“Was the Earth created in seven days?
“For those of you who believe it was, for you Christians, let me tell you, that you do not understand the Jewish people.  We Jews understand that it did not take place in seven days and that’s because we understand what we’re good at.  And what we’re really  good at is bullshit.
“This was a wonderful story that was told to people in the desert to distract them from the fact that they did not have air conditioning.
“I would love to have the faith to believe that it took place in seven days, but…I have thoughts.
“But that can really fuck up the faith thing, just ask any Catholic priest.
“And then there are fossils.  Whenever anybody tries to tell me that they believe it took place in seven days, I reach for a fossil and go ‘Fossil’, and if they keep talking, I throw it just over their head.
“There are people who believe that dinosaurs and men lived together. That they roamed the Earth at the same time. There are museums that children go to in which they build dioramas to show them this. What this is, plain and simply, is a clinical psychotic reaction.  They are crazy. They are stone, cold, fuck nuts!
“I can’t be kind about this. Because these people are watching the Flinstones as if it were a documentary.” (here)

It’s kind of staggering to realize how much these arguments could be talking about the – I’ll use the word ‘debate’ advisedly – regarding fandom and the alt-right attack it has been undergoing since, what, 2013?

(Side note:  I’m not referring to them as “puppies” anymore because it has become quite clear that fandom’s attackers are not just a group of disaffected fans and authors.  They are, in fact, the alt-right faction that has chosen to focus on Fandom, like other factions focus on a town, or a politician, a university or politician.  The tactics are the same, the rhetoric is the same, the attitudes and narcissistic personalities are the same.)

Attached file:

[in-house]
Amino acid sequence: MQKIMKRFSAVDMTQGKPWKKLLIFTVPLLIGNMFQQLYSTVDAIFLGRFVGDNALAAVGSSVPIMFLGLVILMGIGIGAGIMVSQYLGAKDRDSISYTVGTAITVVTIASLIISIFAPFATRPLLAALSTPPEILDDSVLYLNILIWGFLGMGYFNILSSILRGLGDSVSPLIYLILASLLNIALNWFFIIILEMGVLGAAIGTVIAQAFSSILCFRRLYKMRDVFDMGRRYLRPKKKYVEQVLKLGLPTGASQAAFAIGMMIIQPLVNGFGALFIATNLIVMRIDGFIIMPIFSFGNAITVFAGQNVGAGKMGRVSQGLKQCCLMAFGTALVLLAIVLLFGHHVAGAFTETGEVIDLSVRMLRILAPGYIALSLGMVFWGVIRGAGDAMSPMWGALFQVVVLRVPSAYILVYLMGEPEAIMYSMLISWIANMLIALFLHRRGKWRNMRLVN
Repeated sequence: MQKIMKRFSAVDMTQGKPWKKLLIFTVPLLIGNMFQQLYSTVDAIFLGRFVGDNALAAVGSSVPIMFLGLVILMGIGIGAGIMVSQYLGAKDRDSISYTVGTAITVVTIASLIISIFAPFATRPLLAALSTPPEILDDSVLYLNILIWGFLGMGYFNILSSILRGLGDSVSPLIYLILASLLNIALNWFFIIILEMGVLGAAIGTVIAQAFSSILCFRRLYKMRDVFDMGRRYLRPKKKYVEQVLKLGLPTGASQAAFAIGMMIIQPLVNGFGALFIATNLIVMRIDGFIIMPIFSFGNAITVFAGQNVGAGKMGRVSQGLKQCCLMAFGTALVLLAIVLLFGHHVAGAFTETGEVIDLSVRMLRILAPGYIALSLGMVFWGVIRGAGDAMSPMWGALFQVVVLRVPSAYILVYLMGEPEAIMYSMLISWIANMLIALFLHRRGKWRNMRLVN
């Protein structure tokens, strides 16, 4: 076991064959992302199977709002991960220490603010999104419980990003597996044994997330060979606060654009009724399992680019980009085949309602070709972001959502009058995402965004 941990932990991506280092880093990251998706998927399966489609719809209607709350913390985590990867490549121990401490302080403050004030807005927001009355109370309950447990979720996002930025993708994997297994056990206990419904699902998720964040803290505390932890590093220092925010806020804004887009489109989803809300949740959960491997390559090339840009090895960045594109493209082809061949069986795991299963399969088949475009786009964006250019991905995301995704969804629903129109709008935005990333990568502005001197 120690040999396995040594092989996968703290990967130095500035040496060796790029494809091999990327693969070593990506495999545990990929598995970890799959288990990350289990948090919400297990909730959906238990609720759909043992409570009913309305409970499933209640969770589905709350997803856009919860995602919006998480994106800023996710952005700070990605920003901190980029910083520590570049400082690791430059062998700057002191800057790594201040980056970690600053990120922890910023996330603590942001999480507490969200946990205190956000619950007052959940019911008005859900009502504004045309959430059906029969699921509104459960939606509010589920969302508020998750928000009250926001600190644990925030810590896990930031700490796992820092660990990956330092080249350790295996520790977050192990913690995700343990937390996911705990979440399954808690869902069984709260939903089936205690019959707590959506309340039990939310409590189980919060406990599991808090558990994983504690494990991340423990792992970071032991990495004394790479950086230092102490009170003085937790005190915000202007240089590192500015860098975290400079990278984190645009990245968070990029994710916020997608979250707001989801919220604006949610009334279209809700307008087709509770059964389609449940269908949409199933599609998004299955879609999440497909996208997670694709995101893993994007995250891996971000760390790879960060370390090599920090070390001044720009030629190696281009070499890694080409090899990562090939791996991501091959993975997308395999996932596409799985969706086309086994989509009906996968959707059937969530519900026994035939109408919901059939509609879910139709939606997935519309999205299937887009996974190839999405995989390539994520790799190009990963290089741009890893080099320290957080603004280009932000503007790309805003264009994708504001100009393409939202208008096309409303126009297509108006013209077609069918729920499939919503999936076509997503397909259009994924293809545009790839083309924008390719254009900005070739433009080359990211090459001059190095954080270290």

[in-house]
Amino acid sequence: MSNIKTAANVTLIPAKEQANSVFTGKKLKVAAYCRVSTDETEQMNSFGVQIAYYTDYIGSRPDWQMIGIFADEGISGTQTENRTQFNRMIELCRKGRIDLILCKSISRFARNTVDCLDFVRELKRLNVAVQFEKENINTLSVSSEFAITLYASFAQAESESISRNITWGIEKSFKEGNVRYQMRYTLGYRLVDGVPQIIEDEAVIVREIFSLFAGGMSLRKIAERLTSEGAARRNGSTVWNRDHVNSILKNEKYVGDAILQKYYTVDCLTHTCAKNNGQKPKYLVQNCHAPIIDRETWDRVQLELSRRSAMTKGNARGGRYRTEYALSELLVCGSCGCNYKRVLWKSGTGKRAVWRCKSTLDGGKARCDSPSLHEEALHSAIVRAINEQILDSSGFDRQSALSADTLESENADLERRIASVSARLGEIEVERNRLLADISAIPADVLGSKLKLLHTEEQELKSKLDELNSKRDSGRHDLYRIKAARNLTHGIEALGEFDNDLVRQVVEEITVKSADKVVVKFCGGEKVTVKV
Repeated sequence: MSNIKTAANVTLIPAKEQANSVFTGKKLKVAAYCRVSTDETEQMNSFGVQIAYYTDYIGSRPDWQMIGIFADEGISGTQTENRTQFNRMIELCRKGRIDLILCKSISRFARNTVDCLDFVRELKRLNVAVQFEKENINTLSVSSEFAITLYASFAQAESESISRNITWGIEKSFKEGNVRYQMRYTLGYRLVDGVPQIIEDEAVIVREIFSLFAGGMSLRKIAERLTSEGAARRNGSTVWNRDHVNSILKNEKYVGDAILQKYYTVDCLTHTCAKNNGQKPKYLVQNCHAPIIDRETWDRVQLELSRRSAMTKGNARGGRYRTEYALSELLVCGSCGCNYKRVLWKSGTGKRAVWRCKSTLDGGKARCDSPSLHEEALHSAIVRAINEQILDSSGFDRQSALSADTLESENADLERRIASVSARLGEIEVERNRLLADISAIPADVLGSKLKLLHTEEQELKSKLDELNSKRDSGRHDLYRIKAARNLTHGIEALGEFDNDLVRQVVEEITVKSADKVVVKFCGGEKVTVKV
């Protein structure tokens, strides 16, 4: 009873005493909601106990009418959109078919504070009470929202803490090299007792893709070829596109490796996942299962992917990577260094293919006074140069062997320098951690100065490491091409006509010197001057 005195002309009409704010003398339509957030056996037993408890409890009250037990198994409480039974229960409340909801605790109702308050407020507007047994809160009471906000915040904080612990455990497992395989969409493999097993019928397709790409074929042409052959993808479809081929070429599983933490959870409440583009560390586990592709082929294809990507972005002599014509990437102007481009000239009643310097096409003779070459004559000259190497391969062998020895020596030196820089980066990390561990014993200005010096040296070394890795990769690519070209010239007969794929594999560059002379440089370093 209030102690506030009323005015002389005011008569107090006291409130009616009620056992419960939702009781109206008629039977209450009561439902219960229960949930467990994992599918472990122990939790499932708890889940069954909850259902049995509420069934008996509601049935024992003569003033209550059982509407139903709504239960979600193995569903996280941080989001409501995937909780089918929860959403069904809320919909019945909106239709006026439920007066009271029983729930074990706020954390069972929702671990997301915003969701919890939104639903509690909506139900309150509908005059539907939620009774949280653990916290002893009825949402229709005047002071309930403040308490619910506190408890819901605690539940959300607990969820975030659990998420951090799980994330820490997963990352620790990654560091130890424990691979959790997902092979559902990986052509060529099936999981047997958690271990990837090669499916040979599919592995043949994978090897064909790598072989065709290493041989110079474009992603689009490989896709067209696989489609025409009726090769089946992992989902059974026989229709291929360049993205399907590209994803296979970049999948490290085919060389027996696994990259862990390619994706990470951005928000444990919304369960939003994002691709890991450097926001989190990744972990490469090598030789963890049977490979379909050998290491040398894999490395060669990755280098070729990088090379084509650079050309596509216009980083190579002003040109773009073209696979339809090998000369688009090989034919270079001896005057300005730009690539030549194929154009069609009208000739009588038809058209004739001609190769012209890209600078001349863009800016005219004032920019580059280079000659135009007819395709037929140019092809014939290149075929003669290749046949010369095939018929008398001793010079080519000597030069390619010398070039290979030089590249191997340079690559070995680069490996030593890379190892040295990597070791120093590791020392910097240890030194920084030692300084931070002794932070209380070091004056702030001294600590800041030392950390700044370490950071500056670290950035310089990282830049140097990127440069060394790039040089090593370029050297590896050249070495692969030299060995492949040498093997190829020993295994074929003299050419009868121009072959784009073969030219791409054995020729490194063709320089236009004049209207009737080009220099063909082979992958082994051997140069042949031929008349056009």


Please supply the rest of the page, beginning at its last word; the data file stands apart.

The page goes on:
Try substituting a few words here and there in Black’s monologue to see what I mean:

“I never thought that during the course of my life, a fan would say they didn’t believe in the Hugo Awards, or at least kind of in the ballpark, thought maybe its had some merit!
“But no!  They believe that the Hugo Awards are controlled by a cabal.
“Whoo!  Takes my breath away.
“And why do they believe that?  Because they read it on a blog.
“;We’ve got a better Award with better voting!  You’re going to love it!
“And you called your award new and said ours was old.
“And yet every day, I turn on the computer and there’s fan or a writer, attacking my fandom.  And interpreting it.  And their interpretations, I have to tell you, are usually wrong.
“It’s not their fault, because it’s not their fandom.
“You never read a Trufan on the PC interpreting their fandom, do you?
“If you want to truly understand our fandom, if there’s something you don’t quite get, there are fans who walk among you, and they – I promise you this – will take time out of their very fannish, fannish day and interpret for you anything you’re having trouble understanding.  And we will do that if, of course, if you will only listen.
“Is there a cabal?


As a current member of Worldcon 76, I fully approve of the committee’s decision to ban the author “JDA” from attending the convention.  I will caution the committee that the absence of the author’s physical presence is no guarantee that he will not be able to cause disruption to the event;  it has already been demonstrated that he has “followers” who are more than willing to take action at his behest.  Unless and until they reveal themselves, little can be done to prevent them from attending also.  Worldcon 76 appears to have its act together.  I hope this extends to being ready and able to remove anyone from the convention should it be necessary to do so.

Further, as an affiliate member of SFWA, I urge the membership committee to deny membership to JDA in that organization.  His own words have clearly demonstrated that he does not see any value in the organization and his only stated reasons for joining are to cause disruption.  His attacks on various individuals associated with that organization are more than enough evidence of his intentions.

Neither organization is a “public” one and neither is under any obligation to admit individuals who’s concept of “joining” is to bully and threaten first and then demand membership.

One thought on "Comedy Comes to Fandom"

  1. I think I figured out why they thought gay marriage would destroy heterosexual marriage. “If gays are allowed to marry, straight dudes will quit getting married for fear people will think they’re gay.”